Letting Your Body Know It Survived

If “fight-flight” didn’t save you from danger,
part of you may no longer feel safe.

A vehicle ahead of you suddenly slams on its brakes. You see the brake lights and start to move your foot to the brake, but before you can depress the pedal, the impact slams into your car and body.

Later in the hospital, your Doctor assures you that your injuries are not severe, but months later you still have a stiff neck, are easily fatigued, and have anxiety when driving.

In our modern world, car accidents are one of the most common causes of trauma. After such an accident, EMT’s and hospital personnel can do wonders to save lives, but are often not trained to emotionally connect to the patient to help them avoid the lingering scars of trauma. Some of the natural (and healthy) physical reactions to shock, including crying, trembling, and shaking are sometimes misinterpreted by medical personnel as acute signs of distress and are stopped with drugs. Add to this our cultural tendency to try to put a good face on it and move beyond thoughts of the accident as quickly as possible. Indeed, without good resourcing in the body, there can be so much anxiety associated with the memories that it can be upsetting to dwell on them at all. Add to this the fast pace of the emergency environment and our desire not to upset our loved ones with our own emotions. Our natural healing response is often thwarted. While your higher brain may have heard the Doctor say “you’ll soon be fine”, your lower, instinctual brain and physiology has not yet gotten the “all-clear” signal.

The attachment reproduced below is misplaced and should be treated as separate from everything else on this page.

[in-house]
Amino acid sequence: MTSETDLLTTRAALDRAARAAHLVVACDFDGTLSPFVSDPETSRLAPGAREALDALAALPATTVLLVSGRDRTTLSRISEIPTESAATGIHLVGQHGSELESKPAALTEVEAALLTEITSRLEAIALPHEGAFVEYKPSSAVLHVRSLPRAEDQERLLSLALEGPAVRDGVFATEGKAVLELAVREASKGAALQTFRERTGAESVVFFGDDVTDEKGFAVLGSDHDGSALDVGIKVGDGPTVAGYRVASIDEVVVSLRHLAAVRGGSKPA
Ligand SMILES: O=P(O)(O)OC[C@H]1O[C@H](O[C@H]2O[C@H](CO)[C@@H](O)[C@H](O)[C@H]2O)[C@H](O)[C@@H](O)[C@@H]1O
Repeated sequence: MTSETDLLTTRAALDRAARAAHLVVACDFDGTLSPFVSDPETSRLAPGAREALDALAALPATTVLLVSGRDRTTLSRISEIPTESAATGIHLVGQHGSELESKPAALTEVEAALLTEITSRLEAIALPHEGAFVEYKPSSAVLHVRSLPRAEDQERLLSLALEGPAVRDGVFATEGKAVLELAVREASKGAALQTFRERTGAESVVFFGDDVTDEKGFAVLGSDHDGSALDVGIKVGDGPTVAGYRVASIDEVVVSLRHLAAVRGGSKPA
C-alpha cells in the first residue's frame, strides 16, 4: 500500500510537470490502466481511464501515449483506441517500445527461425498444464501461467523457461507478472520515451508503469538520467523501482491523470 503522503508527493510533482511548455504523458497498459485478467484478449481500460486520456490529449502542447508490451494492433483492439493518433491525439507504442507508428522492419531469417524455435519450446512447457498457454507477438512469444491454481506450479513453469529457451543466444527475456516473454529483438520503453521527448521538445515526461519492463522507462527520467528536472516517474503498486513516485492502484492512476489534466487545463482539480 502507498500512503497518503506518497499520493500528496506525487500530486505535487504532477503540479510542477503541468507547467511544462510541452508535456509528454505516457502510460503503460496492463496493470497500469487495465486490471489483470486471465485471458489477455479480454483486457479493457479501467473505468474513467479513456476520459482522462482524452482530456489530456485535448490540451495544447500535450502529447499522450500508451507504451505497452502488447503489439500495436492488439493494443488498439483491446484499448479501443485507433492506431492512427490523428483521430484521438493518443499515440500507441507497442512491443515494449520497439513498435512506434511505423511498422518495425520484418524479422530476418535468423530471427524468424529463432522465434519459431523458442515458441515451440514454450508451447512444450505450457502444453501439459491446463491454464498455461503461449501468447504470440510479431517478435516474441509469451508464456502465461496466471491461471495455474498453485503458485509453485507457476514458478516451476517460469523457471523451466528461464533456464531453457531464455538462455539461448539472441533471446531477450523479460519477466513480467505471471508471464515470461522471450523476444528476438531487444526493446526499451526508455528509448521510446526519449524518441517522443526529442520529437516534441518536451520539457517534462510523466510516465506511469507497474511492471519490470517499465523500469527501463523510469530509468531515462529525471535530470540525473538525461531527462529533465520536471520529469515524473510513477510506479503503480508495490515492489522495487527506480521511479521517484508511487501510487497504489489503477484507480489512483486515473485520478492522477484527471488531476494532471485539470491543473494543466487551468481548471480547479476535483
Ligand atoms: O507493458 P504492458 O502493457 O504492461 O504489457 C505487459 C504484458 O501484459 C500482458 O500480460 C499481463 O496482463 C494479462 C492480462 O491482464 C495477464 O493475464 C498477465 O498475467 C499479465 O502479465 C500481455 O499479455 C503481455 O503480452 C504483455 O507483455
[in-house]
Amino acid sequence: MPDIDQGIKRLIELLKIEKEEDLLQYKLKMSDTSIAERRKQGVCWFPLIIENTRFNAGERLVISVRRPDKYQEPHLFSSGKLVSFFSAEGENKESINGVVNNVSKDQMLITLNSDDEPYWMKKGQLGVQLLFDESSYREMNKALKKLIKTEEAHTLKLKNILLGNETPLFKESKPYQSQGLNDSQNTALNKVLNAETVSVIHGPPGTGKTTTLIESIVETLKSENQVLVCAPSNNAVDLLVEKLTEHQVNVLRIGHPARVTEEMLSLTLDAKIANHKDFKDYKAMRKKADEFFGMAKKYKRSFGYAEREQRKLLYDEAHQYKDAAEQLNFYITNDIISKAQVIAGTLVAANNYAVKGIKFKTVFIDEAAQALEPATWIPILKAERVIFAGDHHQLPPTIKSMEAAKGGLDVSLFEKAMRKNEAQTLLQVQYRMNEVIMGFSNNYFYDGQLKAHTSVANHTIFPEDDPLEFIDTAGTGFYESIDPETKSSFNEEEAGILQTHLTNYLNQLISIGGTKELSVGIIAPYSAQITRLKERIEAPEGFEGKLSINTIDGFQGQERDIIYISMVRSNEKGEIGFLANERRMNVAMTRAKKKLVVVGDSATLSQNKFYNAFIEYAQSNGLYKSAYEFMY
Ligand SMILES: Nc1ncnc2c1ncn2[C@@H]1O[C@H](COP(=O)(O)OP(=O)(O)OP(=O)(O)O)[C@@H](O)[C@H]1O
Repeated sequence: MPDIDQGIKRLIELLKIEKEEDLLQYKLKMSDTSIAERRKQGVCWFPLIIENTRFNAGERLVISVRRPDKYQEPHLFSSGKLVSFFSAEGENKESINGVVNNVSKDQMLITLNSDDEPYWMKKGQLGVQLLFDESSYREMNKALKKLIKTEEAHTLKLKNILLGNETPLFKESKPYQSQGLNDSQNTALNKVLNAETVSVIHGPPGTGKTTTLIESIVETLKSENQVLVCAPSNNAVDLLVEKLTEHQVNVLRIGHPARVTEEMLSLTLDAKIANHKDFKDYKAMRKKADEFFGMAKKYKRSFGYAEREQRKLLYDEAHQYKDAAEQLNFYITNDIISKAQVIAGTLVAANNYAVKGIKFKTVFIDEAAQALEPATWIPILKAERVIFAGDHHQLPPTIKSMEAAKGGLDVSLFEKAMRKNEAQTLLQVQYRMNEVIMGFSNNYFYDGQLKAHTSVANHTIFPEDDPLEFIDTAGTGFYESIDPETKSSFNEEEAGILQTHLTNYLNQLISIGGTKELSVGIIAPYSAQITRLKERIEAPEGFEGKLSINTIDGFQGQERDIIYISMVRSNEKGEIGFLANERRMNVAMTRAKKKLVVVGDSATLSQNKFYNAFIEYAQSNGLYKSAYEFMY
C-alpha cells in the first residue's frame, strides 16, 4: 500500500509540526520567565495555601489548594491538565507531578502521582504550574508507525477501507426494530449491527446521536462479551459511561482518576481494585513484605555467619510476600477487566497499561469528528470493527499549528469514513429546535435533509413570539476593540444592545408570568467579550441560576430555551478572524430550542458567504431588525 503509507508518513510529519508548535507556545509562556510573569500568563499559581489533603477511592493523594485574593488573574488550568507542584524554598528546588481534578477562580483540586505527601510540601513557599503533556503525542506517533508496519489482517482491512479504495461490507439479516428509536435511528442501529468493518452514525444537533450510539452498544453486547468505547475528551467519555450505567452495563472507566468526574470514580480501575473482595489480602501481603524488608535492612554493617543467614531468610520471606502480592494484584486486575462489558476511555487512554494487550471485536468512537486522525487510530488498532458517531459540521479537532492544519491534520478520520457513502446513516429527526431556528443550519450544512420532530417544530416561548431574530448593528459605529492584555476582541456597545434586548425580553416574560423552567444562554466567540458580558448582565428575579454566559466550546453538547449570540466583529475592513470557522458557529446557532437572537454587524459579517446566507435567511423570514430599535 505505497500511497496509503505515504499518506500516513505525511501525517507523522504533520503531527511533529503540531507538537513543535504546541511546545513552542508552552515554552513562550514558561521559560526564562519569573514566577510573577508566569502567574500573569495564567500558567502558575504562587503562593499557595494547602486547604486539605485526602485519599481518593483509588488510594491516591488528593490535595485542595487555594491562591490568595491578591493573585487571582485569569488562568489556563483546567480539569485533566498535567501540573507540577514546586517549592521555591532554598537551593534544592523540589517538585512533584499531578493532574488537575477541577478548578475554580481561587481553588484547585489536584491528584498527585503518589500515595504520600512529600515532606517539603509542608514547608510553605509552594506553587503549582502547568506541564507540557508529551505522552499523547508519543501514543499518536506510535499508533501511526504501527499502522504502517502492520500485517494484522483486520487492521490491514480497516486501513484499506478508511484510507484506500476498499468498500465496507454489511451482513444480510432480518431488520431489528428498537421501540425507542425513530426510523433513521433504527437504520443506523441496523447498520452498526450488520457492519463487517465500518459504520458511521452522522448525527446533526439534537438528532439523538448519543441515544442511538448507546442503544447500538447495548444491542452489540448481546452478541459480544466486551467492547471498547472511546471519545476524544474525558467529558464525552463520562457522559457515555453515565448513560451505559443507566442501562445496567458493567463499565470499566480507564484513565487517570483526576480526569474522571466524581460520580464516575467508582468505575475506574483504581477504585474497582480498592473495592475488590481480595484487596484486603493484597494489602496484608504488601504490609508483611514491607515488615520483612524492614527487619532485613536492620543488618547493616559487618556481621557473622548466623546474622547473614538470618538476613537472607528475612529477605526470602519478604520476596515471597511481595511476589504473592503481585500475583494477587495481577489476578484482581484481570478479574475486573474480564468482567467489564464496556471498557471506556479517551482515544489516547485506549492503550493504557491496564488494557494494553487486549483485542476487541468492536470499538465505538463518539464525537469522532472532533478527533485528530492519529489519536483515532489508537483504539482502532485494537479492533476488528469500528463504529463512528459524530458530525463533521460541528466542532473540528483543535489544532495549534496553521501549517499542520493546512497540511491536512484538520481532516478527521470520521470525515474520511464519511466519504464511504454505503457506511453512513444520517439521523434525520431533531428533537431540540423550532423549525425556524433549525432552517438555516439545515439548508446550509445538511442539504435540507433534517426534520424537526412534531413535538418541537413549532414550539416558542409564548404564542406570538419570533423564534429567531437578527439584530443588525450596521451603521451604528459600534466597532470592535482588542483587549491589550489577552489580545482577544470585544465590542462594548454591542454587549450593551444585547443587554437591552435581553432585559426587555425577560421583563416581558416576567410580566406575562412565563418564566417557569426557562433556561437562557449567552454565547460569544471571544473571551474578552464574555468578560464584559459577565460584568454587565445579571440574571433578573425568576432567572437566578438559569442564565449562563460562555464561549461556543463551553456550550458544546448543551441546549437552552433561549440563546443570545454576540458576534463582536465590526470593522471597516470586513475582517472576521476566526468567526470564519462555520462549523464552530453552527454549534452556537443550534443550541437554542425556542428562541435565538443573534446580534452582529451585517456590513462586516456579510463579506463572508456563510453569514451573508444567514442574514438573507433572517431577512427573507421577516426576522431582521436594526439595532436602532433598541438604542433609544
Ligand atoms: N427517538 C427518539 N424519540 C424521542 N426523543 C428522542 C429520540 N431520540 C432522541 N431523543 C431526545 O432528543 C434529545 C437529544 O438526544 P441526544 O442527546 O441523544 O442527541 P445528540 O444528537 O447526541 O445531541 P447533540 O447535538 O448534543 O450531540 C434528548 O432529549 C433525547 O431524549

Restoring safety after accidents, loss, or trauma takes time, tenderness, and conscious attention

It needs the time and safety to fully feel and respond from the innate healing response, similar to that of the animals described elsewhere on my website. You may need to sob, tremble, or twitch; feel rage at the other driver, reasonably or not; feel how frightening it was; and grieve what was lost. Your foot and leg may need to complete your instinctive defensive response, the interrupted braking action which, given an extra second, could have avoided the collision.

With appropriate support and resourcing, this slowing down to fully experience the body and its reaction to what happened will rapidly move survivors of car accidents and other trauma into discharging the anxiety permanently, which, in turn, can be a huge aid to physical healing.

Trauma can be released and resolved at any time by a genuine experience of safety

The great news is…it is never too late to recover from trauma. Regardless when or what happened, you can build resources today from pleasant images, empowering memories, safe places, and the felt sensations which these thoughts and images bring to your body. A skilled therapist will know how to facilitate this for you. Once these resources are solidly experienced, there is safety at last, and the body automatically brings forth what it is ready to process, in the perfect order to heal.

Remember—all the animals know how to do this, and many thousands of people have successfully remembered. You can too!

If you enjoyed this blog, consider subscribing for future notification.

 

Email:

 

 

Your comments or questions are welcome below.

Paul Chubbuck is a practicing psychotherapist in Fort Collins, CO, using Somatic Experiencingâ„¢ to help people release unresolved trauma. He may be reached at 970-493-2958 or through his website at www.releasingthepast.com.

Be Sociable, Share!